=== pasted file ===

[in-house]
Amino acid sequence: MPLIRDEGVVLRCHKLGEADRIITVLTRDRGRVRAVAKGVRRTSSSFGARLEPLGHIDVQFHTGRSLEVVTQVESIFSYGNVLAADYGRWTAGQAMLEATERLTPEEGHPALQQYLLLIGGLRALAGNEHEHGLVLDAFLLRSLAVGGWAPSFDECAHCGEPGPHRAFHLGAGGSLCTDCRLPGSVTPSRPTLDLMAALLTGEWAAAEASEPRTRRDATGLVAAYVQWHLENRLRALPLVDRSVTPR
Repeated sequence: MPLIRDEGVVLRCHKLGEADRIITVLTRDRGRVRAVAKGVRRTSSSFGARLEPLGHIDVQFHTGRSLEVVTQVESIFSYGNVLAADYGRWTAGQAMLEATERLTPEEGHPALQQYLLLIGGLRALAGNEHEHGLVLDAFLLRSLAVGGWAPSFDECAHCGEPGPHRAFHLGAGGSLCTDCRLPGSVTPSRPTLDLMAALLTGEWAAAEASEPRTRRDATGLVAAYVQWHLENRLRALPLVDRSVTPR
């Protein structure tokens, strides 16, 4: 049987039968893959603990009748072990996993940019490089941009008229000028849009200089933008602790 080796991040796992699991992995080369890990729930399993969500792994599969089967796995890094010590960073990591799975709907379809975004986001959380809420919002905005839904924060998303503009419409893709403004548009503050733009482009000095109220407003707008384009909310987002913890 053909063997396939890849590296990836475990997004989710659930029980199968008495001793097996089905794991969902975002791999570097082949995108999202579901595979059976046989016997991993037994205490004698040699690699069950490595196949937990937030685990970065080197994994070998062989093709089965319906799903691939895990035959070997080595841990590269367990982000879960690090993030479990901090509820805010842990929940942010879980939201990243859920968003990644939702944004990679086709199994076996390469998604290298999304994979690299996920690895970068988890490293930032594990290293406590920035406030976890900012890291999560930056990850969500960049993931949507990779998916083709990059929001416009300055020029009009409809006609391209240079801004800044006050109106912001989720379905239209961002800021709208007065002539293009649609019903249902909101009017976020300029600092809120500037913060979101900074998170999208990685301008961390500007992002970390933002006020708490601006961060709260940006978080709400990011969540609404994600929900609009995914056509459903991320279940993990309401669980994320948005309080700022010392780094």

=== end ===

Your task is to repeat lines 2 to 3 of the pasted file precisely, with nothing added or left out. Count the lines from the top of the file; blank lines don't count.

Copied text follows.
Amino acid sequence: MPLIRDEGVVLRCHKLGEADRIITVLTRDRGRVRAVAKGVRRTSSSFGARLEPLGHIDVQFHTGRSLEVVTQVESIFSYGNVLAADYGRWTAGQAMLEATERLTPEEGHPALQQYLLLIGGLRALAGNEHEHGLVLDAFLLRSLAVGGWAPSFDECAHCGEPGPHRAFHLGAGGSLCTDCRLPGSVTPSRPTLDLMAALLTGEWAAAEASEPRTRRDATGLVAAYVQWHLENRLRALPLVDRSVTPR
Repeated sequence: MPLIRDEGVVLRCHKLGEADRIITVLTRDRGRVRAVAKGVRRTSSSFGARLEPLGHIDVQFHTGRSLEVVTQVESIFSYGNVLAADYGRWTAGQAMLEATERLTPEEGHPALQQYLLLIGGLRALAGNEHEHGLVLDAFLLRSLAVGGWAPSFDECAHCGEPGPHRAFHLGAGGSLCTDCRLPGSVTPSRPTLDLMAALLTGEWAAAEASEPRTRRDATGLVAAYVQWHLENRLRALPLVDRSVTPR